I believe I should serve my country
As Gastrapathy alluded to above... You are not "serving your country" by taking money from the government and engineering a way to provide the government nothing of value in return.

From a practical perspective, the time commitment for ROTC is pretty significant and will certainly put you at a disadvantage for medical school admission compared to your non-ROTC peers who will be studying/volunteering/researching during undergrad while you are doing morning PT and engaging in mandatory equipment checks in preparation for next weekend's field exercise and who will be studying for the MCAT while you are doing land navigation courses at LDAC. If you do put your above plan into action and ROTC prevents you from gaining admission to medical school and you end up deployed with your reserve unit further delaying your medical school matriculation plans, please let Alanis Morissette know so she can include this vignette in her next song about irony.
 

Homunculus

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To sum it all up...
1. Get a Guaranteed Reserve Force Duty Contract (GRFD).
2. Then contact the medical recruiter. When I'm in med school, I should be in the med student-to med corps program meaning I am non-deployable during school/residency.
3. Drill during med school/residency to fulfill commitment
4. Become a fully fledged doctor without any commitment remaining with the army.
step 1: steal underpants.
step 2: ?????
step 3: profit!!!


Side note, I don't want to become an army doctor.
you should have opened your post with this statement. then stopped typing.

I don't want to come out of residency having to serve if I have a family or something.
if it helps, the military doesn't want you to have a family either.

--your friendly neighborhood thinks the trolls are becoming more sophisticated caveman
 
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notdeadyet

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Side note, I don't want to become an army doctor. I want to do ROTC because the leadership aspect, I believe I should serve my country, and gain a once in a lifetime experience.
I think this sentence sums it up, but let's dissect why:

I don't want to become an army doctor
If you don't want to be an Army doctor, don't join the Army. There's really no more to say.

I want to do ROTC because the leadership aspect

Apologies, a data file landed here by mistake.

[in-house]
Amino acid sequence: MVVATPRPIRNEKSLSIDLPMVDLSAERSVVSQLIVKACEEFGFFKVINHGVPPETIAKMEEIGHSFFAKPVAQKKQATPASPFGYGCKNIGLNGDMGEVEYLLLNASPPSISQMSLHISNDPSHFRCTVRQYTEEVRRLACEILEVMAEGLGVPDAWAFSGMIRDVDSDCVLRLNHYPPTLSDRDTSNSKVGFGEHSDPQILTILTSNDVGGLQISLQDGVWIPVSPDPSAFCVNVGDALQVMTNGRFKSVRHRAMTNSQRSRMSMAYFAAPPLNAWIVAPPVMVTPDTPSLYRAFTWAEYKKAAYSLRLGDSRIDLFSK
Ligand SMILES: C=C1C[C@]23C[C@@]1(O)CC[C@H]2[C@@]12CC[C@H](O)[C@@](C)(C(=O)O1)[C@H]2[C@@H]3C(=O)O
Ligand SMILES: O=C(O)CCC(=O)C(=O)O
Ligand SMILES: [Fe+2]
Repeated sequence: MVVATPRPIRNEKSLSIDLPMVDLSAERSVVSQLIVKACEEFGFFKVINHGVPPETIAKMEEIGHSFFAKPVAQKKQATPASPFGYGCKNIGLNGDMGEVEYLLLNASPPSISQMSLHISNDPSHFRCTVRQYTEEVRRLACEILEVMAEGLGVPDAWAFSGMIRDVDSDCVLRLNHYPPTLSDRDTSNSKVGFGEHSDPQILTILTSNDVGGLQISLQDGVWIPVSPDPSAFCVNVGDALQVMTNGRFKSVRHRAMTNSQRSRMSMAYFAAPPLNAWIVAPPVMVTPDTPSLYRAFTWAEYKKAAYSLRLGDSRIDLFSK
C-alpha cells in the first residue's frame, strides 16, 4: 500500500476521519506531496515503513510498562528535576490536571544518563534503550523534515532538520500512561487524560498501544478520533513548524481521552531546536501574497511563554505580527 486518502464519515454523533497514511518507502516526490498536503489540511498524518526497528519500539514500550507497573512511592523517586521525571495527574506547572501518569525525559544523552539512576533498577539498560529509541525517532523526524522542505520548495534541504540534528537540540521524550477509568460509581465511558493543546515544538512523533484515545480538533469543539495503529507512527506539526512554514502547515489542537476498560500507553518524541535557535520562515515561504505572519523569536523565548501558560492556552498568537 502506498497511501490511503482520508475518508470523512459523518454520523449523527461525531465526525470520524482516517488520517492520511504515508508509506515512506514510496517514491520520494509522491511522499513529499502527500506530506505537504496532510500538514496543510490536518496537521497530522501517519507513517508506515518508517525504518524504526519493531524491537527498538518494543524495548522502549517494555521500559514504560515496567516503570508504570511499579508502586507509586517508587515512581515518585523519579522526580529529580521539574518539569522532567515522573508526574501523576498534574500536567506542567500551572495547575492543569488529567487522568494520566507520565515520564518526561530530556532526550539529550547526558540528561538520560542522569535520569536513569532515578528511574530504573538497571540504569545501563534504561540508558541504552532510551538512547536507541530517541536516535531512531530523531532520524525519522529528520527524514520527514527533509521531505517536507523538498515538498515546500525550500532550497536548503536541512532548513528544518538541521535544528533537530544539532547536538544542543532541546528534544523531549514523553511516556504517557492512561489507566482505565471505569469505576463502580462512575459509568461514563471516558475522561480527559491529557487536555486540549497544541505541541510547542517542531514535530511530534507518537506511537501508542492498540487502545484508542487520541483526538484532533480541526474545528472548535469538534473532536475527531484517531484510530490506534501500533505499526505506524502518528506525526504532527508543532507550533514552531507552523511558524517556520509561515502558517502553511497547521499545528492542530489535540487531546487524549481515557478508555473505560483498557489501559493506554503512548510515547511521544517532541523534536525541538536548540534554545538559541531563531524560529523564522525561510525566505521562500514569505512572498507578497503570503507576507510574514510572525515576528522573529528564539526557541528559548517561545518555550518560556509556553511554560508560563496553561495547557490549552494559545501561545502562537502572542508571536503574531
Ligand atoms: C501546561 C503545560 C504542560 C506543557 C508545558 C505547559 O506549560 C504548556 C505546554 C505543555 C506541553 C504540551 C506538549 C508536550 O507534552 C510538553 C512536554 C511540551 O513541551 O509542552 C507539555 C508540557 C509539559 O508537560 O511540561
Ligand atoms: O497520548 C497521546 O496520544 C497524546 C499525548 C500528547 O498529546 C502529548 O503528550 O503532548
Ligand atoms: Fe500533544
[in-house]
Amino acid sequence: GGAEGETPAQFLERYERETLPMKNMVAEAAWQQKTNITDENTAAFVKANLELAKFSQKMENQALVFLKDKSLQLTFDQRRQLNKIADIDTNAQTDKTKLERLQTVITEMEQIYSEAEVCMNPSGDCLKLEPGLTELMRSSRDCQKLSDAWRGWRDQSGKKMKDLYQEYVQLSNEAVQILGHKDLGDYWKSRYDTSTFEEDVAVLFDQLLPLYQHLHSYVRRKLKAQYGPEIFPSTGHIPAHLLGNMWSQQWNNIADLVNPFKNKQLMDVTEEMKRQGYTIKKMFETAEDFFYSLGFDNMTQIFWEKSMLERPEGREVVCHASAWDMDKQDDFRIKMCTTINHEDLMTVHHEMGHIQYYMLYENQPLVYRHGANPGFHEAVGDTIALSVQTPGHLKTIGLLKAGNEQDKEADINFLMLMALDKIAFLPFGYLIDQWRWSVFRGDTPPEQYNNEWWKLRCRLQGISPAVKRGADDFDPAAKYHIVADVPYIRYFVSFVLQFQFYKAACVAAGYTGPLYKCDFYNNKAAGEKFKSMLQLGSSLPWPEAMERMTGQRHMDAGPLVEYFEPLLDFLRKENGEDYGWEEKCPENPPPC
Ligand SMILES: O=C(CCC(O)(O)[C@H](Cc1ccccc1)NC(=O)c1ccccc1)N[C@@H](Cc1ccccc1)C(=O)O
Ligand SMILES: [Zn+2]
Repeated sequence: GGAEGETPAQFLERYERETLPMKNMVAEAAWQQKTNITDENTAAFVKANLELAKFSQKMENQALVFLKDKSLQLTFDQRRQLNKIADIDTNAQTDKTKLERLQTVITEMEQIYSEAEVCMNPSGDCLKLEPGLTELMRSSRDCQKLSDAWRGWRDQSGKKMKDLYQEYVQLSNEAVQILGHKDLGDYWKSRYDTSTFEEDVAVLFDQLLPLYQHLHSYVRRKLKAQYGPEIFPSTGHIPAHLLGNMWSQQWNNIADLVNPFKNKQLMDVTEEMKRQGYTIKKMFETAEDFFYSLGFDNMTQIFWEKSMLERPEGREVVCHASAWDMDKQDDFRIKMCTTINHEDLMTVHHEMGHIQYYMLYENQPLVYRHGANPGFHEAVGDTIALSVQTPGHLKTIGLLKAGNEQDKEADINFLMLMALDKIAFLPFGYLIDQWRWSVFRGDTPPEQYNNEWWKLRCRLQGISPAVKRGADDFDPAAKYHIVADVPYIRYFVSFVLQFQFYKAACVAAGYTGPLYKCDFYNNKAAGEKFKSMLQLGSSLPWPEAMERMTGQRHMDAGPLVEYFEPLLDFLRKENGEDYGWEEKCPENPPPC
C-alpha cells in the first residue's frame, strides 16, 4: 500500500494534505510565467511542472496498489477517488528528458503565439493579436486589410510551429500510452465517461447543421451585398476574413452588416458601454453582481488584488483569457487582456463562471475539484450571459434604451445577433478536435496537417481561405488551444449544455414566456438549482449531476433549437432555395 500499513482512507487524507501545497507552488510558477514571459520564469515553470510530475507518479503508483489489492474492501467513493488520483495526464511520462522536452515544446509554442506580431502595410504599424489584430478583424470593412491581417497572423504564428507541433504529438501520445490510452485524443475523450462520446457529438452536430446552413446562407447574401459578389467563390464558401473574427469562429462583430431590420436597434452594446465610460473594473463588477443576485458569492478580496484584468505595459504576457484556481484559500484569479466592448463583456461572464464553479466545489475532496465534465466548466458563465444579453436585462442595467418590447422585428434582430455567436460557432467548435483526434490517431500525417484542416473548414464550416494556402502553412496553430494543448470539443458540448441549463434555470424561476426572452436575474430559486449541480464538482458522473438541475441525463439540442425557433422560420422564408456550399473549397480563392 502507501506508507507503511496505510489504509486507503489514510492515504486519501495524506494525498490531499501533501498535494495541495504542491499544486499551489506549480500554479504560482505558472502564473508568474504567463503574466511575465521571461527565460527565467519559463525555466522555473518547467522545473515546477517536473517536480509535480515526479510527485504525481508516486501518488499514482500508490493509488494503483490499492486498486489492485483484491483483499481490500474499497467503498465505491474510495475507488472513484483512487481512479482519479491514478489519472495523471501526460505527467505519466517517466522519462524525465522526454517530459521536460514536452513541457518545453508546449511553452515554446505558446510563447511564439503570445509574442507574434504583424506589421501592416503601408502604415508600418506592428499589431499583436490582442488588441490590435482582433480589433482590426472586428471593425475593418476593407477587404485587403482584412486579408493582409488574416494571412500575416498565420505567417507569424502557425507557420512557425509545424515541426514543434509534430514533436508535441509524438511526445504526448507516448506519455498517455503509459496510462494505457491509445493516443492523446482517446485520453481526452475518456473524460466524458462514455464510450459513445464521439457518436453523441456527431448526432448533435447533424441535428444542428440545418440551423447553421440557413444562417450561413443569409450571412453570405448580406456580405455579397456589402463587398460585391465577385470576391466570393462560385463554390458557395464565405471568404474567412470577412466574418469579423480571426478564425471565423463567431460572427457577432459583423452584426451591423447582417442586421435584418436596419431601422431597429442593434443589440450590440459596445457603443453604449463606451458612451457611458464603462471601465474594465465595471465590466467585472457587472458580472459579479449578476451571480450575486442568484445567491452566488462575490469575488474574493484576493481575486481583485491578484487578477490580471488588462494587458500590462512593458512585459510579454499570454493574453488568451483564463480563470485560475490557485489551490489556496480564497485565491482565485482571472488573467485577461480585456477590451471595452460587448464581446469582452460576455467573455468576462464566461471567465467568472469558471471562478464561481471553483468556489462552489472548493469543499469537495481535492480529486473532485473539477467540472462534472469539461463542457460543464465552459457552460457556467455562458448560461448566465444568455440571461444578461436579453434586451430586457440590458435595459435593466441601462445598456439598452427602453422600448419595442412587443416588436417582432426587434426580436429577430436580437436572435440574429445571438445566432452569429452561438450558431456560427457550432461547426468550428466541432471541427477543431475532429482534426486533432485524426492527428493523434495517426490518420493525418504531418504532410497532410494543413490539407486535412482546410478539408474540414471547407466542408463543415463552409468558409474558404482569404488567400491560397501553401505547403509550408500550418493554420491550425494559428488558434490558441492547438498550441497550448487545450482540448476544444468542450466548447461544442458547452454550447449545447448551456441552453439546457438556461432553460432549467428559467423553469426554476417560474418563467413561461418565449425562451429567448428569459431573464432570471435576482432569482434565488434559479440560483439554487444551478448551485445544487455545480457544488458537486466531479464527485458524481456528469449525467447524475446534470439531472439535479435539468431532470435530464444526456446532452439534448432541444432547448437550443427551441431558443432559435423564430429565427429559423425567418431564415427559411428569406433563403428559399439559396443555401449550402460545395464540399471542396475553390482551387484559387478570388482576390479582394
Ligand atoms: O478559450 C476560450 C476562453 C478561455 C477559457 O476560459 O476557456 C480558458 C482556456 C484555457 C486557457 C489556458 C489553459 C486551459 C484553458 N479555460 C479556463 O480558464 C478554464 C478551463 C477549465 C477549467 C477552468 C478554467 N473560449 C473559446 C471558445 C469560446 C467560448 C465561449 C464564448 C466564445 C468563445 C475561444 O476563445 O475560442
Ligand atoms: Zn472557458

You don't learn leadership from any course you'll do, you learn it through doing. The Army Reserve and National Guard are not leadership academies. In fact, truth be told, they don't really teach leadership all that well. You learn leadership by leading and working collaboratively with those who lead well. You can pick up a book or two or flip through a slideshow, but most of leadership you'll learn by doing.

That said, some of the best officers I've worked with came up via ROTC, but ROTC was helpful to them not because of any special sauce but because they left ROTC and went to their command and were ambitious, held themselves accountable, mentored their soldiers, made themselves available whenever problems arose, and were first in/last out. This does not sound like what you are looking for.

I believe I should serve my country
Your carefully laid out plan is all about doing the least service possible. You are looking how you can get out without ever deploying and with as little impact as possible. I'm not sure I believe you are looking to serve your country.

There are many ways to serve your country, especially once you become a doctor. The military is only one route. If you're looking to do the minimum with your military service, please do yourself, your unit, your Army, and your country a favor and find another way to serve.

gain a once in a lifetime experience
Prison is a once in a lifetime experience. And given what you're trying to do and how you're trying to do it, that's exactly what your military hitch will feel like if you get pulled out of residency to do a year as a GMO in some $hitbox if a major war hits. Will that happen? Nooooo... probably not. But if it did, I have a hunch it would not be the once in a lifetime experience you're looking for.

Incidentally, service in the Army Reserve Corps, if you're doing it as military service, is not really going to be the once in a lifetime experience you're expecting. I've been in seven years now and the kind of experiences I work hardest to do feel an awful lot like civilian medicine. I can still go sleep in the woods and fly in helicopters and all that good stuff, but mostly I try to do clinical work. I come in early, I stay late, and I spend more hours each month helping out my soldiers between drill than I do each at each drill weekend. I signed up for this because I want to provide a service to my soldiers, but the work I'm doing (once you rule out the Army-specific paperwork... brrr....) is the same medicine as I do for the rest of the month. But all the hooah stuff you're probably picturing is more for you than really serving.
 

Gastrapathy

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This sort of service is reserved for congress critters.